I-74 being paved with material aimed at preventing hydroplaning

GUILFORD COUNTY, N.C. -- A highway in Guilford County has been paved over several times during the past year, but North Carolina Department of Transportation officials says it's not a mistake. They're adding a different kind of material to the highway aimed to keep drivers safer, especially in the rain.

One of the busiest stretches of U.S. 311/Interstate 74 in Guilford County is getting new pavement installed. The state hopes it will make driving safer.

"What you see going down today is what we call 'open graded friction course,'" said Patty Eason, an engineer for the NCDOT.

The new material helps get water off the road faster. It also contains tiny stones that help prevent cars from hydroplaning.

"It's not quite as smooth as asphalt," Eason said.

The NCDOT is targeting certain parts of the interstates for OGFCs.

"Our high-volume facilities, high-speed facilities, where we know that people are driving faster in the rain," Eason said.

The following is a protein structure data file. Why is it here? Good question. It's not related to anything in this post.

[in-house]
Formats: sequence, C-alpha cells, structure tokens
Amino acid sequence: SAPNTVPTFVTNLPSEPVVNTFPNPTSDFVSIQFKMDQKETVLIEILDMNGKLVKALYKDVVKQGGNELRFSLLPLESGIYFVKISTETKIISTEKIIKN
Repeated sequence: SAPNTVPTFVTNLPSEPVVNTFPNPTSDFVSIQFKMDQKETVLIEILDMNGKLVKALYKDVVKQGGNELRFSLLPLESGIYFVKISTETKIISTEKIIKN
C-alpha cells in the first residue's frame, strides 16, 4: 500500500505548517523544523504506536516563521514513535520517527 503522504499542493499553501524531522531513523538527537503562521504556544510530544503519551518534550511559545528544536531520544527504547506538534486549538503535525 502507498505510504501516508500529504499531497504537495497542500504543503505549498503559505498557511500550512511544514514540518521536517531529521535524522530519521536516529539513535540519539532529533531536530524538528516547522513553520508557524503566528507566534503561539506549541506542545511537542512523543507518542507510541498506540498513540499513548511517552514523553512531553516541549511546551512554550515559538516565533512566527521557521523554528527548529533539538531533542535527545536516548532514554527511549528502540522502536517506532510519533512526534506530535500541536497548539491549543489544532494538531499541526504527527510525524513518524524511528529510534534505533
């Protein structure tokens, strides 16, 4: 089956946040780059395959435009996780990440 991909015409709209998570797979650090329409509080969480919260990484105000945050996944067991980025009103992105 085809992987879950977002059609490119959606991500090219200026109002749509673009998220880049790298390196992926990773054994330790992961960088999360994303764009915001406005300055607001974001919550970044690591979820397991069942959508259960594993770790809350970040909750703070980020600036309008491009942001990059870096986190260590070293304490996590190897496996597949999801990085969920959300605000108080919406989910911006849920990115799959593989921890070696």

The section of U.S. 311 between Interstate 40 in Winston-Salem and Green Drive in High Point has seen several crashes caused by speeding or hydroplaning this year.

There are still a couple lanes to be paved on each way of the seven-mile stretch of U.S. 311.

"Remove the old asphalt, put the asphalt back, and then came back and last is the open graded friction course," Eason said.

The material may be different than traditional asphalt, but Eason says it'll just feel like you're driving on a newly paved road.

"It will be just as smooth, the stone is so small that you really won't notice unless you get out and really look at it," she said.

This stretch of U.S. 311 should be finished by the end of this year. Other roads in the Triad are currently getting OGFCs installed now too, including on I-40 in Alamance County between N.C. 62 and N.C. 54, and on I-40 from Gallimore Dairy to Sandy Ridge.